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The Bas Mitzvah

The word spread quickly among them: The air conditioning in the shul had broken that afternoon


IT was a warm day for March, even for Beit Shemesh.

The girls were all dressed for the bas mitzvah, and when the girls took their places, they realized something was wrong. The word spread quickly among them: The air conditioning in the shul had broken that afternoon.

The girls squirmed in their seats as the bas mitzvah girl delivered a well-thought-out devar Torah, and they went straight to the drink table as soon as the speeches ended.

The mother of the bas mitzvah girl appeared distraught and dismayed. She went over to the mother of her daughter’s best friend and confided, “I’m so upset. We had no choice. We couldn’t find another hall on such short notice, but I feel so bad for my daughter. All she wanted at her bas mitzvah was simchah-filled dancing, an evening when every girl in the class could dance together. And now, it’s so hot in here, I’m sure no one will feel like dancing.”

The other mother looked at the hostess and nodded. “I don’t think we can expect the girls to dance in this heat. Maybe we can arrange another night next week just for dancing?”

The bas mitzvah girl’s mother was not expecting that answer, confirming the reality of a completely ruined bas mitzvah. She looked at her daughter Zehava* and saw the tears begin to pool in the corners of her eyes. And as the tears ran down her daughter’s cheeks, the mother looked away so no one would see her own tears.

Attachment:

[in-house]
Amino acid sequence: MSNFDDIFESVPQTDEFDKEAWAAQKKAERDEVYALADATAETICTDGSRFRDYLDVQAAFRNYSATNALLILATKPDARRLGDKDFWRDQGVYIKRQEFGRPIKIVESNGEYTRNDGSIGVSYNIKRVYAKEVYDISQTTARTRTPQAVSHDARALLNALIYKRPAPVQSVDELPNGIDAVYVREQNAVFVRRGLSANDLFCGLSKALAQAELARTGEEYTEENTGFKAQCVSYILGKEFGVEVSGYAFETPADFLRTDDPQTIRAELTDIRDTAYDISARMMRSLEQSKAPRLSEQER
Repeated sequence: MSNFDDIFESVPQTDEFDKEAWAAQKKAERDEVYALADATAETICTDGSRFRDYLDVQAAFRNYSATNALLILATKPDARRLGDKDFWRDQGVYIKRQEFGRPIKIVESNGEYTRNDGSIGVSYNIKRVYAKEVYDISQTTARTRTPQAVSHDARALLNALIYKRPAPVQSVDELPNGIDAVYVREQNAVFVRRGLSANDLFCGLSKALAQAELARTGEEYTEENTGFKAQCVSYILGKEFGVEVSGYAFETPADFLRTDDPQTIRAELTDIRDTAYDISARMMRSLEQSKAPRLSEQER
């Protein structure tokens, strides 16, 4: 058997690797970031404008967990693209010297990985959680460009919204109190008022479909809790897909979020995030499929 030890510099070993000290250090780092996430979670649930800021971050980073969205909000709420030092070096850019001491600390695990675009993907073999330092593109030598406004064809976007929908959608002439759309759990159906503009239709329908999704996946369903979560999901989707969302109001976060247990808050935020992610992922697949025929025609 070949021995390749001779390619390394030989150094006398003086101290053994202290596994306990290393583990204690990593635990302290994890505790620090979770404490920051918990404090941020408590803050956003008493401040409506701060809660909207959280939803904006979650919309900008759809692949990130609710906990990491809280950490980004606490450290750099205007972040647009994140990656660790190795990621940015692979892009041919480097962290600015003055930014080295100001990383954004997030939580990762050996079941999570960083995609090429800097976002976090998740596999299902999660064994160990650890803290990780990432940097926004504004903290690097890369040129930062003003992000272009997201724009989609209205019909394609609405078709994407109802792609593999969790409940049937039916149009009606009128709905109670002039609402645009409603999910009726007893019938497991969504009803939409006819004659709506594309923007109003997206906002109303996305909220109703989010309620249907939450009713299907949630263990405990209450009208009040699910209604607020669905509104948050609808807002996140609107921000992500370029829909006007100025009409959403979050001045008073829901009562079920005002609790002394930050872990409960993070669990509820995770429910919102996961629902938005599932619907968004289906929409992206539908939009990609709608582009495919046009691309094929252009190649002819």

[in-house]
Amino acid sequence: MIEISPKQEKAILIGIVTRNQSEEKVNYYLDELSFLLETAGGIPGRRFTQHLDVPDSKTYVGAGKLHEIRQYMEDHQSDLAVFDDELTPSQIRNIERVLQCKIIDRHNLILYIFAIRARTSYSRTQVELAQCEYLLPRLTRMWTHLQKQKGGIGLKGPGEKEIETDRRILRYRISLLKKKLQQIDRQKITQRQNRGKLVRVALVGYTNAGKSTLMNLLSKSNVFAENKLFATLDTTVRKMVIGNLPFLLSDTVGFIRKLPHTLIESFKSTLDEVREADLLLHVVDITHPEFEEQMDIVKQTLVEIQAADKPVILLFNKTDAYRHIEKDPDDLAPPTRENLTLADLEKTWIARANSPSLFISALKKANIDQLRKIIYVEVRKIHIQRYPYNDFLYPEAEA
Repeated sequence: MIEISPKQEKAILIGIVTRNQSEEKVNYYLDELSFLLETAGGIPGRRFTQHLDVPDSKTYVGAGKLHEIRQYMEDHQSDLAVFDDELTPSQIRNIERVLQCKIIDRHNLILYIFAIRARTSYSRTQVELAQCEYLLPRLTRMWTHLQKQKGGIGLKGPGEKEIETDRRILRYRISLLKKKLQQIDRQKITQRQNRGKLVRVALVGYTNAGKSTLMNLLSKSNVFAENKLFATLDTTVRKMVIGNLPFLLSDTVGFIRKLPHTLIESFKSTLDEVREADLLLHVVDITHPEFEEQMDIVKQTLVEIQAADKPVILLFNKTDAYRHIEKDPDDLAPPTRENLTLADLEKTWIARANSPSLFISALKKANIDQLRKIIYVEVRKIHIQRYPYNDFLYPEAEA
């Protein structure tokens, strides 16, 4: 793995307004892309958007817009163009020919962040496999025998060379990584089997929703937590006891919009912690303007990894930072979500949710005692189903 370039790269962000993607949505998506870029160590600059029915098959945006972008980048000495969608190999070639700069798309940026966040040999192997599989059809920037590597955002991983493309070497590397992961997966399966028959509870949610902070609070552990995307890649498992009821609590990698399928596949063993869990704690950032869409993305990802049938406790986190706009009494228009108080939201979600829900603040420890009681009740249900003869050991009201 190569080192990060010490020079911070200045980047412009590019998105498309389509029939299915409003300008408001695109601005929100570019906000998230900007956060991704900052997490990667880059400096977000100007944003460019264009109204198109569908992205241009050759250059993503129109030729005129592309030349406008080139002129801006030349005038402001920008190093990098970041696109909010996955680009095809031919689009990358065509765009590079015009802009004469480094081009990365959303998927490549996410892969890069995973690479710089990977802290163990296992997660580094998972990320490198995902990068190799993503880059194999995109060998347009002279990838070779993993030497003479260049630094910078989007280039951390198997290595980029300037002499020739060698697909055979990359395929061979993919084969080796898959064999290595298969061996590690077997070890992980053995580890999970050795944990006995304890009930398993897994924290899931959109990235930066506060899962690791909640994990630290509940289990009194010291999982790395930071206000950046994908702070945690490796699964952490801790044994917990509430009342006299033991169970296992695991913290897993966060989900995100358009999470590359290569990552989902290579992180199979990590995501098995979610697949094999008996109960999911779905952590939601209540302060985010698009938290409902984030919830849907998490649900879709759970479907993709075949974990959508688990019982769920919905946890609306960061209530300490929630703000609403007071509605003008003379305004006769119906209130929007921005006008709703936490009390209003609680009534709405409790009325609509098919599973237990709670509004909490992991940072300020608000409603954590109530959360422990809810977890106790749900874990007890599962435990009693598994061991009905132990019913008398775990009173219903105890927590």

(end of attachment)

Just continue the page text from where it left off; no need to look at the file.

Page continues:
Suddenly, just as it seemed everything was lost and the simchah would be ruined, the unexpected occurred.

Huvi, a lively 11-year-old, had overheard the conversation between the two women. She immediately jumped to her feet and, with the determination only an 11-year-old can muster, grabbed the two girls sitting next to her and said, “Let’s dance!”

Dance? Now? In this heat?

Huvi was not to be dissuaded. “If the soldiers can fight for Klal Yisrael in much more dangerous conditions, we can dance in a hot simchah hall!”

Her words were the perfect motivational speech, and almost instantaneously, 30 girls were dancing with enough ruach to open Shaarei Shamayim in no time.

Yet Huvi didn’t rest on her laurels.

She grabbed the bas mitzvah girl, her mother, and then her grandmother. She didn’t stop until the three generations of present and future matriarchs were dancing in the middle as all the girls danced around them.

The girls danced the night away, and even after the music stopped, Huvi ensured the dancing continued.

Finally, as mothers arrived to bring their daughters home, Zehava approached Huvi. “I cannot thank you enough! You saved my entire bas mitzvah! Why did you do it? I mean, we’re friends, but we’re not BFFs.”

Huvi looked at the bas mitzvah girl. “Zehava, my father just finished 150 days of battling the enemies of the Jewish People. He slept in his uniform and fought terrorists for 24 hours straight. I asked him, ‘Abba, what gave you the strength to fight on?’

“He said, ‘When you can do for the Jewish People, you do it. And somehow and someway, Hashem will give you the koach to do what you must do.’ That’s why I danced my heart out tonight. I was following my father’s derech.”

As Zehava hugged Huvi and cried tears of gratitude, Huvi never felt better in her life. She had received so much more than she gave.

And her grandfather, a rabbi in Passaic, New Jersey, received a much-needed pick-me-up in the form of nachas from one of his beloved granddaughters.


(Originally featured in Mishpacha, Issue 1007)

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